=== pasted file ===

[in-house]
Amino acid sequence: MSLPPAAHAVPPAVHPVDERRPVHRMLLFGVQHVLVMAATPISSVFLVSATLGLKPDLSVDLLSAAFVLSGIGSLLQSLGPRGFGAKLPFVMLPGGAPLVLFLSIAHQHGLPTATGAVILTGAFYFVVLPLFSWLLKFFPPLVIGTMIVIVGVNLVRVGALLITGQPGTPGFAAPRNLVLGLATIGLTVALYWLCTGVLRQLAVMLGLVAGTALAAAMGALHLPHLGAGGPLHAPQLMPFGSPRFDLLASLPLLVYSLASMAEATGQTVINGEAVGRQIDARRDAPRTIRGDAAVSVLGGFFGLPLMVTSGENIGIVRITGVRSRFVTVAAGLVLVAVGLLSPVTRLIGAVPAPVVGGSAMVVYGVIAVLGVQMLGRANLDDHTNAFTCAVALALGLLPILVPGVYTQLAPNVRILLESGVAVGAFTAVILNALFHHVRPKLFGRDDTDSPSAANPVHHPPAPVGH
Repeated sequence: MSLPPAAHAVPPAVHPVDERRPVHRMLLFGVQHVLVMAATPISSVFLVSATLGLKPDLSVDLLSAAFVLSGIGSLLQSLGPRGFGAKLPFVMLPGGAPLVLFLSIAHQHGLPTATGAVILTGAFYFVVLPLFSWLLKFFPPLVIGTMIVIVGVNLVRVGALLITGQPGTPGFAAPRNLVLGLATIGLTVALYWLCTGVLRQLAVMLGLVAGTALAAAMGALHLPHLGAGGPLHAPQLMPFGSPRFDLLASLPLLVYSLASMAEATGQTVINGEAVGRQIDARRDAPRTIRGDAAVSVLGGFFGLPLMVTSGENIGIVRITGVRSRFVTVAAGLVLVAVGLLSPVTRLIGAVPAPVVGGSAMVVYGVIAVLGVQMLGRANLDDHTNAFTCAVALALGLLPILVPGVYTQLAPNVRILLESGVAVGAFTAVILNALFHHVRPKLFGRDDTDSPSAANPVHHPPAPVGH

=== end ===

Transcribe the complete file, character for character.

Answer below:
[in-house]
Amino acid sequence: MSLPPAAHAVPPAVHPVDERRPVHRMLLFGVQHVLVMAATPISSVFLVSATLGLKPDLSVDLLSAAFVLSGIGSLLQSLGPRGFGAKLPFVMLPGGAPLVLFLSIAHQHGLPTATGAVILTGAFYFVVLPLFSWLLKFFPPLVIGTMIVIVGVNLVRVGALLITGQPGTPGFAAPRNLVLGLATIGLTVALYWLCTGVLRQLAVMLGLVAGTALAAAMGALHLPHLGAGGPLHAPQLMPFGSPRFDLLASLPLLVYSLASMAEATGQTVINGEAVGRQIDARRDAPRTIRGDAAVSVLGGFFGLPLMVTSGENIGIVRITGVRSRFVTVAAGLVLVAVGLLSPVTRLIGAVPAPVVGGSAMVVYGVIAVLGVQMLGRANLDDHTNAFTCAVALALGLLPILVPGVYTQLAPNVRILLESGVAVGAFTAVILNALFHHVRPKLFGRDDTDSPSAANPVHHPPAPVGH
Repeated sequence: MSLPPAAHAVPPAVHPVDERRPVHRMLLFGVQHVLVMAATPISSVFLVSATLGLKPDLSVDLLSAAFVLSGIGSLLQSLGPRGFGAKLPFVMLPGGAPLVLFLSIAHQHGLPTATGAVILTGAFYFVVLPLFSWLLKFFPPLVIGTMIVIVGVNLVRVGALLITGQPGTPGFAAPRNLVLGLATIGLTVALYWLCTGVLRQLAVMLGLVAGTALAAAMGALHLPHLGAGGPLHAPQLMPFGSPRFDLLASLPLLVYSLASMAEATGQTVINGEAVGRQIDARRDAPRTIRGDAAVSVLGGFFGLPLMVTSGENIGIVRITGVRSRFVTVAAGLVLVAVGLLSPVTRLIGAVPAPVVGGSAMVVYGVIAVLGVQMLGRANLDDHTNAFTCAVALALGLLPILVPGVYTQLAPNVRILLESGVAVGAFTAVILNALFHHVRPKLFGRDDTDSPSAANPVHHPPAPVGH